Communicable disease threats report, 12-18 May 2019, week 20
This issue of the ECDC Communicable Disease Threats Report (CDTR) covers the period from 12-18 May 2019 and includes updates on poliomyelitis, chikungunya virus disease and dengue, measles, monkeypox, dengue, Ebola virus disease, influenza, Rift Valley fever, Crimean-Congo haemmorhagic fever and Legionnaires' disease.
- Chikungunya virus disease
- Crimean-Congo haemorrhagic fever
- Democratic Republic of the Congo
- Ebola haemorrhagic fever
- Ebola outbreak - North Kivu, Ituri, DRC
- Influenza in humans, seasonal
- La Réunion
- Legionnaires’ disease
- Public health threat
- Rift Valley fever
Zoonotic influenza - Annual Epidemiological Report for 2018
No human cases of avian influenza were reported in the EU/EEA. Only two human A(H7N9) infections were reported from China, a significant decrease compared with 2017. Sporadic human cases of avian influenza A(H5N6) and A(H9N2) were reported from China. In 2018, outbreaks and detections of highly pathogenic avian influenza viruses such as A(H5N1), A(H5N2), AH(H5N5), A(H5N6) or A(H5N8) continued to affect poultry and wild and captured birds worldwide, but on a lower scale than in 2017. Influenza viruses A(H1N2)v and A(H3N2)v of swine origin caused human cases in Australia and the United States.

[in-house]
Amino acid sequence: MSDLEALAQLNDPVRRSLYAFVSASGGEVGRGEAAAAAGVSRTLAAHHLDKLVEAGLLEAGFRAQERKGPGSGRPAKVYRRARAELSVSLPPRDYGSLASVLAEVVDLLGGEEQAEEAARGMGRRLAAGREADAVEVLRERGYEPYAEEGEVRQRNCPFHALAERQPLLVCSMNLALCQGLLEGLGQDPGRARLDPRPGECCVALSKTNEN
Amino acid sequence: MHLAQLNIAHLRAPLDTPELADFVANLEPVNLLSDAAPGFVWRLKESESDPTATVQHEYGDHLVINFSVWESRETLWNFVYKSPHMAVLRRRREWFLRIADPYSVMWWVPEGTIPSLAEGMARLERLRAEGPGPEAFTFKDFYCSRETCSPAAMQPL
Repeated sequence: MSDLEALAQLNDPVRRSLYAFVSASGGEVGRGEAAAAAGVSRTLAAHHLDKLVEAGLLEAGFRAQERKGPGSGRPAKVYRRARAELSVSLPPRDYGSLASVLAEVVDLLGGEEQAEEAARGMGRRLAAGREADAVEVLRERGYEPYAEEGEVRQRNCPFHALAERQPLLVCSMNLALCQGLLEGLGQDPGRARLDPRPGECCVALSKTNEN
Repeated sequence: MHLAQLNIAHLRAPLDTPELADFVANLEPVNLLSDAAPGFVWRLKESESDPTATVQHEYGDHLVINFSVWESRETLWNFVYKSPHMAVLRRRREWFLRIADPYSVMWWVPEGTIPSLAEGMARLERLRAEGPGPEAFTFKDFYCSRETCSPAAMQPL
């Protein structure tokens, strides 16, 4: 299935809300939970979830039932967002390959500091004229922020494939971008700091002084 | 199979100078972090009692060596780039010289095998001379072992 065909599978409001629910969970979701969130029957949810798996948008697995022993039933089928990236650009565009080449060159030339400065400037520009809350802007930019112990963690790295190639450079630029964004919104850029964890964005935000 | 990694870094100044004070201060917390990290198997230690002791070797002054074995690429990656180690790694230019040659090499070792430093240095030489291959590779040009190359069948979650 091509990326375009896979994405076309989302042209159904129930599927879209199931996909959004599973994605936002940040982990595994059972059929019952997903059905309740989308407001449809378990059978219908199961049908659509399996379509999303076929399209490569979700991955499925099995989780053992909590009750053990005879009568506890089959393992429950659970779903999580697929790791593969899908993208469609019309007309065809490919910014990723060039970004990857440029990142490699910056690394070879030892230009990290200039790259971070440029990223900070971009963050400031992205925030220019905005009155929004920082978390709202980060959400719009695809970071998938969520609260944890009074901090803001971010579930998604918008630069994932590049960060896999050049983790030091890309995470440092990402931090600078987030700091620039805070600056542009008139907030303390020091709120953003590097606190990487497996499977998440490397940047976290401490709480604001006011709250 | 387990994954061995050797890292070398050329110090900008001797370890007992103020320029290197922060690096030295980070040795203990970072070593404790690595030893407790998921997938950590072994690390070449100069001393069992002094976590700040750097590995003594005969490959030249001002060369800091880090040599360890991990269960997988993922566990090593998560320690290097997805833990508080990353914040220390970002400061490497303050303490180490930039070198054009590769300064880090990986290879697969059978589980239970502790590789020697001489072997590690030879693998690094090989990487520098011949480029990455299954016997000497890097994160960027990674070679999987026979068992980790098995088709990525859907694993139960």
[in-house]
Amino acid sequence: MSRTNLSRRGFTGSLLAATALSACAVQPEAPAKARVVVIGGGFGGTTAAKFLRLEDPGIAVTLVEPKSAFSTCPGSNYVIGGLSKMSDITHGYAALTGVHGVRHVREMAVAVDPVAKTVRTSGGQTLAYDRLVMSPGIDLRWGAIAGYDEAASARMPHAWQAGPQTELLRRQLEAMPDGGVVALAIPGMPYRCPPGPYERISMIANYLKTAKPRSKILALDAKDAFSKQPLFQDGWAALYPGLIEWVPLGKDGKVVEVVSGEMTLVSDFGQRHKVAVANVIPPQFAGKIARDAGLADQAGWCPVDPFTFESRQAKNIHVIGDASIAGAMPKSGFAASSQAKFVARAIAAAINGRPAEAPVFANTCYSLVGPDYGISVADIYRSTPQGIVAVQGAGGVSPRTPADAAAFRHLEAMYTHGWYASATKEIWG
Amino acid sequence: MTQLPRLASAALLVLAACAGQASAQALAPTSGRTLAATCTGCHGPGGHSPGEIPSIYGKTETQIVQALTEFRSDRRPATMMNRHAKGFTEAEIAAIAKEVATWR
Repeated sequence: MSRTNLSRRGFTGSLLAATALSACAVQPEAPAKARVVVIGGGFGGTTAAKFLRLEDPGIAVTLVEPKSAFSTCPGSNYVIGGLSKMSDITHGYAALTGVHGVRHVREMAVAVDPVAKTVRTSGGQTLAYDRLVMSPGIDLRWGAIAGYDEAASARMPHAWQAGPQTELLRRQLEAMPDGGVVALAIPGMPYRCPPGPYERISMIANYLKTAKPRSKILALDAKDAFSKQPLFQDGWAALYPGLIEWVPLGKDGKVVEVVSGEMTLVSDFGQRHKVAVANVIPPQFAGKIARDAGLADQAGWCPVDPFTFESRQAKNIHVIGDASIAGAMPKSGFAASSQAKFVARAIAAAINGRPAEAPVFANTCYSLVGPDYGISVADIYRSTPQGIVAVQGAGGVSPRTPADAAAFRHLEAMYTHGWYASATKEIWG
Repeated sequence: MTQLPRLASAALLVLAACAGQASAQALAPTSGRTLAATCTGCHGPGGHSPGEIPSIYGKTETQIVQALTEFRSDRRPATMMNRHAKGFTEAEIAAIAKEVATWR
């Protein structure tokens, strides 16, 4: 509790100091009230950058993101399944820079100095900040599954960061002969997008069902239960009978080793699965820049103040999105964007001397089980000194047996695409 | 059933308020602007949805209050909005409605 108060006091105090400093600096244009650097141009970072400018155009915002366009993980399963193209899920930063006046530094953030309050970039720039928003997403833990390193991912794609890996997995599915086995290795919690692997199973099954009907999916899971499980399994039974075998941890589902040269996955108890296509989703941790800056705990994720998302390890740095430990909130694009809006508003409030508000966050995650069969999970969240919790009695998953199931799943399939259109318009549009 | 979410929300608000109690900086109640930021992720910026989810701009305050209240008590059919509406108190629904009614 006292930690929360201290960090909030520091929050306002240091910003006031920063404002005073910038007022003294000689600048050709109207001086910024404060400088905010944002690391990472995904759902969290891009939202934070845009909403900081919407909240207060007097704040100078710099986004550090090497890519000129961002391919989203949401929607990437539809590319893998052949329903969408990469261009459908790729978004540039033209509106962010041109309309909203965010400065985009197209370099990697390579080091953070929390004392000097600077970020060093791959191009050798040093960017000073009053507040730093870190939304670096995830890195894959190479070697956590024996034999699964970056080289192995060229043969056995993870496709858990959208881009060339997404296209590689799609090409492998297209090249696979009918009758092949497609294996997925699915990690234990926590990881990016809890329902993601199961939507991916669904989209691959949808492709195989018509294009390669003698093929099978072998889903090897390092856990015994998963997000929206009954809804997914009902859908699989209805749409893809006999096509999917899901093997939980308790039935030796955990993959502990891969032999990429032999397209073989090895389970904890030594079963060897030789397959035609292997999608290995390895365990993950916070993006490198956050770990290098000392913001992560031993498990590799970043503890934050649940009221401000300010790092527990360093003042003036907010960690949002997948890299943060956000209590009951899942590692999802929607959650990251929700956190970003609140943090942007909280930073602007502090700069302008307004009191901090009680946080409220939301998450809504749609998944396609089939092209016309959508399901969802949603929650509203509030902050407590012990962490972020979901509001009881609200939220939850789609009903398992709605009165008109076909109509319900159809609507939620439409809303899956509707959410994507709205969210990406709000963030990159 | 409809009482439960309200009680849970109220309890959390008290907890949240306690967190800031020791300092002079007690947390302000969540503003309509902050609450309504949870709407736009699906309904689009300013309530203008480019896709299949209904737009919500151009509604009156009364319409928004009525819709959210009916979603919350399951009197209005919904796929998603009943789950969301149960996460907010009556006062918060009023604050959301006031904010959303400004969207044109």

Communicable disease threats report, 7-13 April 2019, Week 15
The ECDC Communicable Disease Threats Report (CDTR) is a weekly bulletin for epidemiologists and health professionals on active public health threats. This issue covers the period from 24-30 March 2019 and includes updates on Ebola virus disease and influenza.
Surveillance report: Avian influenza overview November 2018 - February 2019
Between 16 November 2018 and 15 February 2019, two HPAI A(H5N8) outbreaks in poultry establishments in Bulgaria, two HPAI A(H5N6) outbreaks in wild birds in Denmark and one low pathogenic avian influenza (LPAI) A(H5N3) in captive birds in the Netherlands were reported in the EU. No human infections due to highly pathogenic avian influenza (HPAI) A(H5N8) or A(H5N6) viruses have been reported so far and the risk of zoonotic transmission to the general public in Europe is considered very low.